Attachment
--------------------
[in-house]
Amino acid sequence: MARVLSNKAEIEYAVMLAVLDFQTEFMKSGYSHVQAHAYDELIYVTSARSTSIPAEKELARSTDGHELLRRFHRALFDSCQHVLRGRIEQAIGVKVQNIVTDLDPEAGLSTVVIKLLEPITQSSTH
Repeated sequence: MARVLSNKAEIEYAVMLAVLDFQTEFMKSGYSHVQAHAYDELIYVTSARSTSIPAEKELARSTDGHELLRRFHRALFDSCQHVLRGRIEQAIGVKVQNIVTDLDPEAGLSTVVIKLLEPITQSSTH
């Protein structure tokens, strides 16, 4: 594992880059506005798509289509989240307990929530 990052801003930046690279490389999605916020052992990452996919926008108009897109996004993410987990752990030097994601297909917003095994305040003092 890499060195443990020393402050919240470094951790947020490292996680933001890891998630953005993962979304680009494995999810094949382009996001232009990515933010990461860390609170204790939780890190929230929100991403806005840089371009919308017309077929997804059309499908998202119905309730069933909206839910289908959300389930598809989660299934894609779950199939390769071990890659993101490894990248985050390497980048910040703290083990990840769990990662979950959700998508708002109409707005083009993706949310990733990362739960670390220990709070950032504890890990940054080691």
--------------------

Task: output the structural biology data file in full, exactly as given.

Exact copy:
[in-house]
Amino acid sequence: MARVLSNKAEIEYAVMLAVLDFQTEFMKSGYSHVQAHAYDELIYVTSARSTSIPAEKELARSTDGHELLRRFHRALFDSCQHVLRGRIEQAIGVKVQNIVTDLDPEAGLSTVVIKLLEPITQSSTH
Repeated sequence: MARVLSNKAEIEYAVMLAVLDFQTEFMKSGYSHVQAHAYDELIYVTSARSTSIPAEKELARSTDGHELLRRFHRALFDSCQHVLRGRIEQAIGVKVQNIVTDLDPEAGLSTVVIKLLEPITQSSTH
């Protein structure tokens, strides 16, 4: 594992880059506005798509289509989240307990929530 990052801003930046690279490389999605916020052992990452996919926008108009897109996004993410987990752990030097994601297909917003095994305040003092 890499060195443990020393402050919240470094951790947020490292996680933001890891998630953005993962979304680009494995999810094949382009996001232009990515933010990461860390609170204790939780890190929230929100991403806005840089371009919308017309077929997804059309499908998202119905309730069933909206839910289908959300389930598809989660299934894609779950199939390769071990890659993101490894990248985050390497980048910040703290083990990840769990990662979950959700998508708002109409707005083009993706949310990733990362739960670390220990709070950032504890890990940054080691």